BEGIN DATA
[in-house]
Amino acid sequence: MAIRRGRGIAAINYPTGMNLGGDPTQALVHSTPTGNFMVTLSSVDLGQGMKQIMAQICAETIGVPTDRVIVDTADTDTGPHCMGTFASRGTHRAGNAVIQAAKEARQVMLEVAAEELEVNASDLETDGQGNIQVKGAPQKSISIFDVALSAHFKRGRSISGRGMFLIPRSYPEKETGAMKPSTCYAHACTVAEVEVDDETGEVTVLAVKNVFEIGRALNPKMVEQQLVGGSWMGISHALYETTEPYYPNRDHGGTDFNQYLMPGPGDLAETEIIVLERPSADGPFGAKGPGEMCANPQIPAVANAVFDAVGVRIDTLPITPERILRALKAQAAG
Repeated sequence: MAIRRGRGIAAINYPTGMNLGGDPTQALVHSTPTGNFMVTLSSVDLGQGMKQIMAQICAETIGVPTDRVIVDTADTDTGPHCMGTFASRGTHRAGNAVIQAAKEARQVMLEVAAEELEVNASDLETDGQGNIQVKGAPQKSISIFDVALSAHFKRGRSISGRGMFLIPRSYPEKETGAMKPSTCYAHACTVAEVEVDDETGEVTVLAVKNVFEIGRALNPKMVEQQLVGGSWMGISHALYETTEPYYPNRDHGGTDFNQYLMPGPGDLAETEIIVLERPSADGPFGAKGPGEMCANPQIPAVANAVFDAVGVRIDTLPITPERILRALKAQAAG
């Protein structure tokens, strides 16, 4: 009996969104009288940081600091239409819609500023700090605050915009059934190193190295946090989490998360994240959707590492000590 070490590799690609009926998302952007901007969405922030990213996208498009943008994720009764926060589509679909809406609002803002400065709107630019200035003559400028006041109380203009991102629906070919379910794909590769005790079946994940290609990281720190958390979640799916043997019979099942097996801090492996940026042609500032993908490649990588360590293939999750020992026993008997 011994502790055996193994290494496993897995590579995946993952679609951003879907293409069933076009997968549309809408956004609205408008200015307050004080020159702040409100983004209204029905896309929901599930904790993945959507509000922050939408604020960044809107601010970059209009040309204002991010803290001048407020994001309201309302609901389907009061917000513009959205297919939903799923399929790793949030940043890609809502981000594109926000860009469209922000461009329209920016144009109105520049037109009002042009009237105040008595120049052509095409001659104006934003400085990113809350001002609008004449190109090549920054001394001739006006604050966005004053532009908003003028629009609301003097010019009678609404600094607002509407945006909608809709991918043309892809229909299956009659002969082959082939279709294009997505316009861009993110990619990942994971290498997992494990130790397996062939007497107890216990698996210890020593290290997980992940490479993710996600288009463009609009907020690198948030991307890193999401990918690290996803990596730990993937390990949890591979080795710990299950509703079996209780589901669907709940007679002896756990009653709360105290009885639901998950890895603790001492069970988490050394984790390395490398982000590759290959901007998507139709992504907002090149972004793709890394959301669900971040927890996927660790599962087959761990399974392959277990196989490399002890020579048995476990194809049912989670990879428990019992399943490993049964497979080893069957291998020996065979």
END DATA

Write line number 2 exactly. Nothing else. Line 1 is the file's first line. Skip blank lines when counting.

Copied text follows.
Amino acid sequence: MAIRRGRGIAAINYPTGMNLGGDPTQALVHSTPTGNFMVTLSSVDLGQGMKQIMAQICAETIGVPTDRVIVDTADTDTGPHCMGTFASRGTHRAGNAVIQAAKEARQVMLEVAAEELEVNASDLETDGQGNIQVKGAPQKSISIFDVALSAHFKRGRSISGRGMFLIPRSYPEKETGAMKPSTCYAHACTVAEVEVDDETGEVTVLAVKNVFEIGRALNPKMVEQQLVGGSWMGISHALYETTEPYYPNRDHGGTDFNQYLMPGPGDLAETEIIVLERPSADGPFGAKGPGEMCANPQIPAVANAVFDAVGVRIDTLPITPERILRALKAQAAG